Six miles south of the town of Pembroke, Castlemartin Range Complex covers about 2,390 hectares of land on the west coast of Pembrokeshire within the Pembrokeshire Coast National Park.
A beautiful area designated as a Site of Special Scientific Interest, Castlemartin contains a wide variety of flora, as well as some of the finest limestone coastal scenery in the National Park. Castlemartin Range is remarkable for its history, wildlife and geology, including fossil records of international significance.
Castlemartin has been preserved as a spectacular coastal landscape, and the MOD manages its special heritage to preserve it for future generations. Castlemartin Range is also an important cliff climbing area and climbers come from across the UK and abroad to scale the sea-battered cliffs.
Castlemartin has a long history of military activity. Today it is the premier Armoured Fighting Vehicle live firing range in the United Kingdom, providing essential training for our soldiers. Castlemartin is the only UK Army range available for armoured units for direct-fire live gunnery exercises and associated manoeuvres, with both on-land impact areas and a large offshore safety area. The facility is mainly used for so-called ‘mounted’ and ‘dismounted’ (i.e. in-vehicle and on foot) field firing; but when such exercises are not taking place it is also used for dismounted ‘dry’ training (i.e. without live firing). It is also used by civilian organisations and research establishments.
The military’s presence on Castlemartin has meant that the range has not been intensively farmed for over 70 years. A collaborative working partnership between the DIO, Pembrokeshire Coast National Park and Natural Resources Wales ensures that the site is managed sensitively allowing wildlife to flourish.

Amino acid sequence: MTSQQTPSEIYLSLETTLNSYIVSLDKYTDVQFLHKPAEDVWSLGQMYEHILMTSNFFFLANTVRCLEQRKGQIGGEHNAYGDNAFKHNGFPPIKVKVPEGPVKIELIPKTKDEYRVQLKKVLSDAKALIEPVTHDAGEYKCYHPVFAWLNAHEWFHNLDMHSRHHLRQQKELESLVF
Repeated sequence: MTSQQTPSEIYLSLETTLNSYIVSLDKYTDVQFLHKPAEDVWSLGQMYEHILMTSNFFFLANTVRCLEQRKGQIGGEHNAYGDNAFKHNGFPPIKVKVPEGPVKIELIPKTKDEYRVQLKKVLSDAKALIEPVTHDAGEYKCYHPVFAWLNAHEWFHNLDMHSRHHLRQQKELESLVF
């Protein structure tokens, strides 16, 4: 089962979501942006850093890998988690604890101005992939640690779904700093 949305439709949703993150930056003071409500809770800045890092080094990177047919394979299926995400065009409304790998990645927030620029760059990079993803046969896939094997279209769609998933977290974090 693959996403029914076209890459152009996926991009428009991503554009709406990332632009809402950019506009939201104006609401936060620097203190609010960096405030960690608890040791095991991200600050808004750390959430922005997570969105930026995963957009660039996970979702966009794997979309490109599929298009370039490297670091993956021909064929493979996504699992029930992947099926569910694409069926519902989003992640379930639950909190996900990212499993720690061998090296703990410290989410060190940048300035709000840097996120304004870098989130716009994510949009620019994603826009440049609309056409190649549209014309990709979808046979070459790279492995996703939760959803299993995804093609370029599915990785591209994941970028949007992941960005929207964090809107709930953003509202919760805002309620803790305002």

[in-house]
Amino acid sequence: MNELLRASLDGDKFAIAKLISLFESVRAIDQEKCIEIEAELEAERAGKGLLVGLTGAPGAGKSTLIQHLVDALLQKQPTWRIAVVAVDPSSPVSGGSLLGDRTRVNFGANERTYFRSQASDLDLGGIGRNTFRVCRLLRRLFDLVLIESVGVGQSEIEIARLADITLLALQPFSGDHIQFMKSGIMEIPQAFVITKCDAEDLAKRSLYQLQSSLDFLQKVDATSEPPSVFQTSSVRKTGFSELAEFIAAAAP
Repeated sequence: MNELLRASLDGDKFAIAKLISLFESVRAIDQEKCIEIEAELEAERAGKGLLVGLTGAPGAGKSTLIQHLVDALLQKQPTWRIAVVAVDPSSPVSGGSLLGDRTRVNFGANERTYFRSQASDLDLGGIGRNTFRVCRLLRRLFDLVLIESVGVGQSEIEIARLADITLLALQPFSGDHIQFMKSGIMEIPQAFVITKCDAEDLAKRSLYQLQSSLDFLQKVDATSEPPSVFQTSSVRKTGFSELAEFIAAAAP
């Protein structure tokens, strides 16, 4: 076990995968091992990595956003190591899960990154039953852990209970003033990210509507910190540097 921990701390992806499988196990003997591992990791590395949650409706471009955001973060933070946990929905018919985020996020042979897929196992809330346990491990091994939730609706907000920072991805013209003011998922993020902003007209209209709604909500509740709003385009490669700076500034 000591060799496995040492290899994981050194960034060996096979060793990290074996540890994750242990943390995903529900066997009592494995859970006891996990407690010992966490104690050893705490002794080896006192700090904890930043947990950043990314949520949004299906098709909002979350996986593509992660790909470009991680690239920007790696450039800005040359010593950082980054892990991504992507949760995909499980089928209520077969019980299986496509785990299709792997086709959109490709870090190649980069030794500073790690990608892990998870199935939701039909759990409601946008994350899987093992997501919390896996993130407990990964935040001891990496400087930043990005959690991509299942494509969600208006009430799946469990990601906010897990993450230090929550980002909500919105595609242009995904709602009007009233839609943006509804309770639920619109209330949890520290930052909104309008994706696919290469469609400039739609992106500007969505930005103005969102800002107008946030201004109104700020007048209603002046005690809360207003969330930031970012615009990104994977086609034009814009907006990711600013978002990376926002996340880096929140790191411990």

Despite being a live range there are opportunities to enjoy and explore this fabulous coastline. Just check the live firing times calendar before making your visit. Even when the Range is live, the Castlemartin Range Trail allows walkers safe access along the Range boundary between Bosherston and Freshwater West.
To help you get the most out of your visit here are three walks different walks, each offering different insights into this fantastic, varied location:
Route 1 – St. Govan’s Head loop: This 2.8 km / 1.7 mile trail links St Govan’s Chapel with the St Govan’s Headland and introduces you to some of the amazing features found on the Range with the aid of a series of interactive points. Be aware that the stairs down to St. Govan’s Chapel are steep and can be slippery when wet.
Route 2 – Stack Rocks to St. Govan’s Head: Using the Coastal Cruiser this can either be a one way walk or for those feeling a little more energetic, a bracing 10km / 6.2 mile hike.
Route 3 – Range East Circular: Using the Pembrokeshire Coast Path and the Castlemartin Range Trail, this 15km / 9.3 mile hike links Stack Rocks, St. Govan’s Head and Bosherston village, as well as the pleasant rural boundaries of the Range.
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